I’ve banked with TD my whole life but while I consider myself to be a fairly loyal customer that doesn’t mean I’ll blindly accept blatant fee grabs without fighting back.
That’s exactly what happened two years ago when the big green bank announced changes to its chequing account fees and minimum balances. Their basic chequing account, which I used, charged $3.95 per month but waived the fee as long as you maintained a $1,500 balance. That was about to increase to $2,000 and I had enough.
I sent an email to an advisor at my local branch and said I’d like to close my account ahead of these changes and asked him about moving some of my automatic withdrawals to another bank.
He replied back right away with an offer too good to pass up:
“Hi Robb, I can help you with this. I would need a void cheque and some signatures, so we would need to book an appointment. If you are interested, though, I will change your chequing account to a student account. It’s a free basic account, includes 25 transactions and no minimum balance, and this way you won’t have the hassle of making a bunch of changes to any direct debits you have going out.”
Well, needless to say, I jumped at the offer and today continue to bank fee-free with TD. It’s a win for me, of course, but also for the bank as they get to keep all of my business that includes banking, a mortgage, line of credit, plus RRSP, TFSA, and RESP accounts.
A chequing account might be the linchpin that holds all of your banking needs in one place. Let that go, and it becomes easier to move other aspects of your banking as well.
So, how can you comfortably bank for free? Here are some options I recommend to avoid monthly bank fees:
Unlimited chequing account, high minimum balance
If you’re the type of person that uses a debit card for the majority of your purchases, has a lot of automatic bill payments, and requires a full-service bank for in-branch transactions then you’ll have to bite the bullet and opt for a full service chequing account.
Unlimited transactions at most banks will cost about $14.95 per month and you’ll need a high minimum balance to waive the fees. You’ll have to decide if having $5,000 sitting around in a chequing account is worth it to get unlimited banking.
Basic chequing account, still a minimum balance
The big banks were volun-told by the federal government to offer low cost accounts to consumers for $4 per month. These accounts offer bare minimum services, 10-12 transactions per month, and some will waive the monthly fee provided you maintain a minimum balance.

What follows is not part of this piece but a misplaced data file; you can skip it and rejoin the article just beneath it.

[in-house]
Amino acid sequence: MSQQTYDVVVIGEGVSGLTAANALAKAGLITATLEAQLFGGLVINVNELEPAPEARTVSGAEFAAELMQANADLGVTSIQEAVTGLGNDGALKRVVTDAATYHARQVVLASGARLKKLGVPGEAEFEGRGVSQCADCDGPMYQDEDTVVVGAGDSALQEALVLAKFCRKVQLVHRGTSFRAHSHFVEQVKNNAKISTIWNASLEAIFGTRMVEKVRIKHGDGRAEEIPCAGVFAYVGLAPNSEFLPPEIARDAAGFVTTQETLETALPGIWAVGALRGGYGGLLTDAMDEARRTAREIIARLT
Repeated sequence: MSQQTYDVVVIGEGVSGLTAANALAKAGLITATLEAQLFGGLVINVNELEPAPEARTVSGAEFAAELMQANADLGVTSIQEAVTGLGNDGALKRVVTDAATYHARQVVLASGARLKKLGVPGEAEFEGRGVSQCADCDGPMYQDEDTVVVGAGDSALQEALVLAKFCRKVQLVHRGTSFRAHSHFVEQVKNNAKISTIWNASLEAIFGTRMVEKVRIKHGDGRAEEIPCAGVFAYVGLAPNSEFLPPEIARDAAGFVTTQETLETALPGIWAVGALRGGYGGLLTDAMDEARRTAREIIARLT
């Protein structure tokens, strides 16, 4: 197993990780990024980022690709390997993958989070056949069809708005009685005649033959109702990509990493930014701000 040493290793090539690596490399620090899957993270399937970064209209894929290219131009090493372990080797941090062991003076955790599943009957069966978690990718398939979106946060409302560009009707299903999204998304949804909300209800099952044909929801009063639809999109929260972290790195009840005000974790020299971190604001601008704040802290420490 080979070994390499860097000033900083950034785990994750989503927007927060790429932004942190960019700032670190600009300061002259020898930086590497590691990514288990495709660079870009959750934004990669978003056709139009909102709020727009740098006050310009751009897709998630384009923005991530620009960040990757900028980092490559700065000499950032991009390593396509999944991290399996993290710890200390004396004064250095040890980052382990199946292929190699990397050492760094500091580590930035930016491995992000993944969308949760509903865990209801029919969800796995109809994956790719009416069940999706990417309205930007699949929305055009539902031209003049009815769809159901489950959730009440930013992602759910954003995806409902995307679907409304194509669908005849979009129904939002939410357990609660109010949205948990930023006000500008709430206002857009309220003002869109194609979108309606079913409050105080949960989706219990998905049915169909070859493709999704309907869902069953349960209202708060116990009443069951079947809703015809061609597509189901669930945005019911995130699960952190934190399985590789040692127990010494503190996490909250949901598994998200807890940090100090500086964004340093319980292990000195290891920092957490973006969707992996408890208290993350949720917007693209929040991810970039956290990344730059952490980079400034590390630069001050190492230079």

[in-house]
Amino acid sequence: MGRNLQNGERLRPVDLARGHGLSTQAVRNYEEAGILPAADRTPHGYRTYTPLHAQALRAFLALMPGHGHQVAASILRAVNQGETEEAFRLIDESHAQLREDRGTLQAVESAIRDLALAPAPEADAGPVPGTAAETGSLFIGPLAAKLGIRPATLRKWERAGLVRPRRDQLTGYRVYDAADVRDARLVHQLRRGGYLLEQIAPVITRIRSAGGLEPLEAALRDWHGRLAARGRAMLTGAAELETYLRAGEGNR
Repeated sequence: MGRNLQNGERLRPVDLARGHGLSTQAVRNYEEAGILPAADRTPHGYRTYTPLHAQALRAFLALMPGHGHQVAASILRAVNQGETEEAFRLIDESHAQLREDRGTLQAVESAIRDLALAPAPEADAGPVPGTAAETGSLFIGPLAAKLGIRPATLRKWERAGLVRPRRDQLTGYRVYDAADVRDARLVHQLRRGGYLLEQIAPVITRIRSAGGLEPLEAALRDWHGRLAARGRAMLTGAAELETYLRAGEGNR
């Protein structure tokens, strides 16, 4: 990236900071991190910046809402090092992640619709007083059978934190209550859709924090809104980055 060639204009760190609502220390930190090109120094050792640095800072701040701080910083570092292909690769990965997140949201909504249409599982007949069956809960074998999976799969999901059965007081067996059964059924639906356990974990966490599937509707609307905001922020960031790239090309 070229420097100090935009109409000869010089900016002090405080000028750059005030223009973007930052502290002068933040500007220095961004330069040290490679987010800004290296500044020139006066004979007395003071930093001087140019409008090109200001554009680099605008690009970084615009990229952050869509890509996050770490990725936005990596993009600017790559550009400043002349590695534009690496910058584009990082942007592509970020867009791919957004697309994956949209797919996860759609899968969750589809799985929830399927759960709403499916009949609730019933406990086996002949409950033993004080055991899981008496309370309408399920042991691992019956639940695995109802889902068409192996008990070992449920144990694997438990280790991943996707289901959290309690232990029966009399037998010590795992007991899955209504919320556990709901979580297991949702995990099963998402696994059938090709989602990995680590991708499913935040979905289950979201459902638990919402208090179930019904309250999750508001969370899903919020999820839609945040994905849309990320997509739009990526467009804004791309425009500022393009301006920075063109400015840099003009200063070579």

Look for terms like ‘basic’ or ‘minimum’ accounts, as they’re not well advertised by the banks and in some cases buried well below other more profitable banking options online. Here’s what’s highlighted at the top of TD’s chequing account page:
And then waaaay down at the bottom of the page you’ll find some other options:
A minimum or basic account is not a bad choice for those who use cash or a credit card for the majority of their transactions but still require the use of a full-service branch from time-to-time.
Combo: No-fee online bank + Basic chequing account at big bank
This is the sweet spot for those that have broader banking needs but don’t want to pay monthly bank fees or maintain a high(er) minimum monthly balance.
Open a no-fee chequing account at an online bank such as Tangerine or PC Financial, or at a local credit union, and pair it with a basic chequing account at a big bank, while maintaining the minimum balance to waive any monthly fees.
With the free-banking combo you can use the free account for any transactions such as bill payments, debit purchases, email money transfers (free with Tangerine) and cheque payments (free with PC Financial). Then you still have access to a full-service branch to get a bank draft, cash a cheque without a long hold, and have a wider network of ATM’s from which to choose.
I did this for several years with a Tangerine chequing account alongside my basic TD account. I got fed up when the minimum balance kept increasing (from $1,000 to $1,500 to $2,000).
No-fee online bank or credit union
Let’s face it, technology has changed the way we bank and unless you have complicated banking needs most customers can pretty much get the same level of service from an online bank or credit union as they can at a full-service bank.
The biggest difference: no fees. I’ve received countless emails from readers who have banked at PC Financial for over a decade and rarely paid a fee or ran into an issue where the no-fee bank couldn’t meet their needs. Plus, PC Points!
Credit Unions are also becoming more competitive and offering low or no-fee accounts to attract your business.
It’s an annual ritual for some Canadians to call up their telecom provider and negotiate a better deal on their cable, internet, or phone charges. We should be doing the same for our banking. You always see awesome deals and promotions to attract new customers. What about an incentive for their existing customers? Since the bank is not going to just freely offer everyone a better deal, it’s up to you to ask (or demand!) one.
Related: Want a better deal? Just ask.
Banks continue to make it difficult for customers to avoid monthly bank fees by increasing the minimum balance required or eliminating that option altogether.
You might not luck into a free full service bank account like I did but you’ll increase your odds if you have a back-up plan. There’s no harm in opening a no-fee bank account online and trying it out for a few months. Then, if you like what you see, go to your main bank with offer in-hand and threaten to close your account.
Keep in mind that the only way this negotiating tactic will work is if you’re actually willing to walk away. For some, it’s too much hassle to change their banking, but if you’re serious about saving money on bank fees you need to have an exit plan.
Readers: How do you avoid monthly bank fees?